By Carlena Knight
Seven young men and women, the majority of whom hail from the St Paul’s constituency, are preparing to pursue degrees at the Antigua and Barbuda International Institute of Technology (ABIIT).
The educational opportunity was offered through the ‘I Believe in You’ scholarship programme which is the brainchild of youth activist Jahmaal Frederick.
The programme, which is in its first year, presented the opportunity to less fortunate youngsters in Antigua and Barbuda, with priority given to those in St Paul’s.
The seven youngsters – Nakierra Martin, Ashana Lawrence, Sarah Rabess, Georgia Joseph, Kibwana James, Otisha George and Cristal Jarvis – were selected from among dozens of applicants and all expressed gratitude and excitement.
Martin, Lawrence and George will be pursuing degrees in interior design; Rabess and Jarvis in public administration; and Joseph and James in physical therapy.
Observer media caught up with Frederick who said he was delighted that he was able to “afford this opportunity to youth at such a prestigious tertiary institution”.
He thanked his colleague, Esquire Henry, who assisted in recruiting some of the individuals.
Frederick went on to urge other youngsters to take advantage of the opportunity for the next academic year.
“I just want to encourage the young people of Antigua and Barbuda, especially within the St Paul’s community, to take the opportunity to get tertiary education. The more educated you are, the better for you and the better for our nation and communities across the country,” Frederick said.
ABIIT’s representative Laila Farrell revealed that she had reached out to Frederick following a recent story she saw online about the programme.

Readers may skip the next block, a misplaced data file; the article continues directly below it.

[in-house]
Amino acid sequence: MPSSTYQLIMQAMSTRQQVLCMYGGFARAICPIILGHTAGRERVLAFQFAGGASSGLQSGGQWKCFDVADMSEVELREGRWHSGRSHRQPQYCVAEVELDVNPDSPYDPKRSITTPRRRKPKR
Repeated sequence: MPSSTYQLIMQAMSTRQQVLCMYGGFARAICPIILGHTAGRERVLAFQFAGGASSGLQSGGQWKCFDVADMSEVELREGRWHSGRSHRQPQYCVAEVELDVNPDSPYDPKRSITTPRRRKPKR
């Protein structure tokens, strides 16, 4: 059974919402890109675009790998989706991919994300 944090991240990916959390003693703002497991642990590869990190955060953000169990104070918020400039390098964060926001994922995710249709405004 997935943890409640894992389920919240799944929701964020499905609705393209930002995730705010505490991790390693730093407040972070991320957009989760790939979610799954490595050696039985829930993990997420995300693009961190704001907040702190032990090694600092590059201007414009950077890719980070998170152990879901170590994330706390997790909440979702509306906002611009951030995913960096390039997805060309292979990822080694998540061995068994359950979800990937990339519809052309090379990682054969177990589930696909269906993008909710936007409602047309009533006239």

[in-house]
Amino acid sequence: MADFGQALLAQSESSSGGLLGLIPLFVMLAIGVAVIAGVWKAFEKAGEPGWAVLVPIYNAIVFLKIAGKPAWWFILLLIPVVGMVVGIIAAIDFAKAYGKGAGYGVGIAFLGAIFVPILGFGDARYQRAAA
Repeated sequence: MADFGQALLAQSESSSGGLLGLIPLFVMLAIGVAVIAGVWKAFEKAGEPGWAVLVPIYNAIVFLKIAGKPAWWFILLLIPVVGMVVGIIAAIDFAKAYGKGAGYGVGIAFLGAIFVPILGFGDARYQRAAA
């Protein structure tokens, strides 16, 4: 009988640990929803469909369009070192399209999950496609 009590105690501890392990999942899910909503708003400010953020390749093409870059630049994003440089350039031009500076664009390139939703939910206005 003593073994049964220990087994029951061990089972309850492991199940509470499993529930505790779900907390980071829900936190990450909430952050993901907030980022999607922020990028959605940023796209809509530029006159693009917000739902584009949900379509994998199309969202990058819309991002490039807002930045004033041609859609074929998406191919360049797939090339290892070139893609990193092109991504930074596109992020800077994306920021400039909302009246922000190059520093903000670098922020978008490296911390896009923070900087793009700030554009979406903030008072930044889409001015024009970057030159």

She mentioned that it was a no-brainer to get involved with a programme such as this and revealed that ABIIT plans to be a long-term partner in the initiative.
She said the number of full scholarships could change, “but we will maintain a scholarship relationship with them”.
Initially, the programme had offered two openings for persons to pursue trades at the Antigua and Barbuda Institute of Continuing Education (ABICE).
But, according to Frederick, the applicants did not show much interest in attending ABICE.
This, he believes, is due to the stigma still surrounding the school, and he intends to work on changing the attitude of prospective applicants.
“That [ABICE scholarship drive] I have paused for a bit. Sadly, many didn’t show interest. I plan to go back to the drawing board and work on presenting it to people and making it attractive because of this stigma of ABICE [being for dropouts] – and so we are going to have to recreate and make it more attractive,” he said.
Frederick is also inviting other interested donors who may want to come on board with the programme to do so.
Prospective applicants and donors can call 776-1348 for additional information.